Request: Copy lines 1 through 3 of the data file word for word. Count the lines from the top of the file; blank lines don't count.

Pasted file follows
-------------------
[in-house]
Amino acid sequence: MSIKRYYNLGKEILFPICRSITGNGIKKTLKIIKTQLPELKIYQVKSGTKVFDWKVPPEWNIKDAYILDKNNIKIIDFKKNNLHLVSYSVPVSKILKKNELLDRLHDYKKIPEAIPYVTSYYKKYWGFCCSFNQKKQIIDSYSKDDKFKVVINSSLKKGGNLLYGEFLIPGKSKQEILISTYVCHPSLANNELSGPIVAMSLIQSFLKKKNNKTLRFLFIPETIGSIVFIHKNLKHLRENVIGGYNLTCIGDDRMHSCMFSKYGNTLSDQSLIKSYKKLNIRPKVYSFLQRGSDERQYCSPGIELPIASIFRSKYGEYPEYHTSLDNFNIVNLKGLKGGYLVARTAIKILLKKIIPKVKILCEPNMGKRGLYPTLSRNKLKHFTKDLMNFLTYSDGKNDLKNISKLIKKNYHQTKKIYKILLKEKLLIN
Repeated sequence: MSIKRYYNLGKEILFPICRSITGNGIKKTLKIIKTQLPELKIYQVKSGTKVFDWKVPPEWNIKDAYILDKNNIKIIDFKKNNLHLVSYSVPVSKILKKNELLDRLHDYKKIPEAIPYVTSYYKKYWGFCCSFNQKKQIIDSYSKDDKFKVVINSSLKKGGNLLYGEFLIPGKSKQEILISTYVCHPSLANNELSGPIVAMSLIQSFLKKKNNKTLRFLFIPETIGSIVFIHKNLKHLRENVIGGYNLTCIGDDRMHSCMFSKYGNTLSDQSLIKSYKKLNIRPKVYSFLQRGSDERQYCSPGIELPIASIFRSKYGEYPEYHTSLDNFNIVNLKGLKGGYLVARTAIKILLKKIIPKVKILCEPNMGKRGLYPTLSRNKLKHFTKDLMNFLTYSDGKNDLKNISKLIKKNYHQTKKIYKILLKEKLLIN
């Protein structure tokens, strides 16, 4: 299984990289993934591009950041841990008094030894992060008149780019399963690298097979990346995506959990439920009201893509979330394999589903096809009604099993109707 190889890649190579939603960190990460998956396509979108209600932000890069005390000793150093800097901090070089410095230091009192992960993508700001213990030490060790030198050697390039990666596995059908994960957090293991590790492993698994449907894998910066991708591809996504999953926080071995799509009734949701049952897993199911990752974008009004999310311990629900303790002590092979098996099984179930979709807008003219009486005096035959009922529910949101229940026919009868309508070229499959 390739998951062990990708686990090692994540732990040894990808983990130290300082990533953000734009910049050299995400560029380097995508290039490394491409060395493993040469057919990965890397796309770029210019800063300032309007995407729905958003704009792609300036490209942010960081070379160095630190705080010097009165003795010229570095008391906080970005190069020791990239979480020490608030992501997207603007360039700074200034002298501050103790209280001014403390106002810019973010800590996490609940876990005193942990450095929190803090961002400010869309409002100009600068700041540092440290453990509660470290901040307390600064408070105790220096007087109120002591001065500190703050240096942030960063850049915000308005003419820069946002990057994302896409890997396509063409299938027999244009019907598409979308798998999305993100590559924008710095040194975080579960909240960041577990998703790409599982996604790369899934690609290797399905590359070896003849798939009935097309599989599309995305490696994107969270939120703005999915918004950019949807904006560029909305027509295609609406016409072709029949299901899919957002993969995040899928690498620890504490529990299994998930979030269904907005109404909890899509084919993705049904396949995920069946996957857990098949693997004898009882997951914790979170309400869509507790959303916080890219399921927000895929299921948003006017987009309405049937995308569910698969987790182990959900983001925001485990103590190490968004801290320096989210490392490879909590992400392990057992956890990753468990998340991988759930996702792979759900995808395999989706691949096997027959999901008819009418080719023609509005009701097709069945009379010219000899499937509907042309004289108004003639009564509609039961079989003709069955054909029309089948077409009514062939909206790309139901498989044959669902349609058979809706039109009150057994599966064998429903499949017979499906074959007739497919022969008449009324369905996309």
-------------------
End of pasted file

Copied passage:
[in-house]
Amino acid sequence: MSIKRYYNLGKEILFPICRSITGNGIKKTLKIIKTQLPELKIYQVKSGTKVFDWKVPPEWNIKDAYILDKNNIKIIDFKKNNLHLVSYSVPVSKILKKNELLDRLHDYKKIPEAIPYVTSYYKKYWGFCCSFNQKKQIIDSYSKDDKFKVVINSSLKKGGNLLYGEFLIPGKSKQEILISTYVCHPSLANNELSGPIVAMSLIQSFLKKKNNKTLRFLFIPETIGSIVFIHKNLKHLRENVIGGYNLTCIGDDRMHSCMFSKYGNTLSDQSLIKSYKKLNIRPKVYSFLQRGSDERQYCSPGIELPIASIFRSKYGEYPEYHTSLDNFNIVNLKGLKGGYLVARTAIKILLKKIIPKVKILCEPNMGKRGLYPTLSRNKLKHFTKDLMNFLTYSDGKNDLKNISKLIKKNYHQTKKIYKILLKEKLLIN
Repeated sequence: MSIKRYYNLGKEILFPICRSITGNGIKKTLKIIKTQLPELKIYQVKSGTKVFDWKVPPEWNIKDAYILDKNNIKIIDFKKNNLHLVSYSVPVSKILKKNELLDRLHDYKKIPEAIPYVTSYYKKYWGFCCSFNQKKQIIDSYSKDDKFKVVINSSLKKGGNLLYGEFLIPGKSKQEILISTYVCHPSLANNELSGPIVAMSLIQSFLKKKNNKTLRFLFIPETIGSIVFIHKNLKHLRENVIGGYNLTCIGDDRMHSCMFSKYGNTLSDQSLIKSYKKLNIRPKVYSFLQRGSDERQYCSPGIELPIASIFRSKYGEYPEYHTSLDNFNIVNLKGLKGGYLVARTAIKILLKKIIPKVKILCEPNMGKRGLYPTLSRNKLKHFTKDLMNFLTYSDGKNDLKNISKLIKKNYHQTKKIYKILLKEKLLIN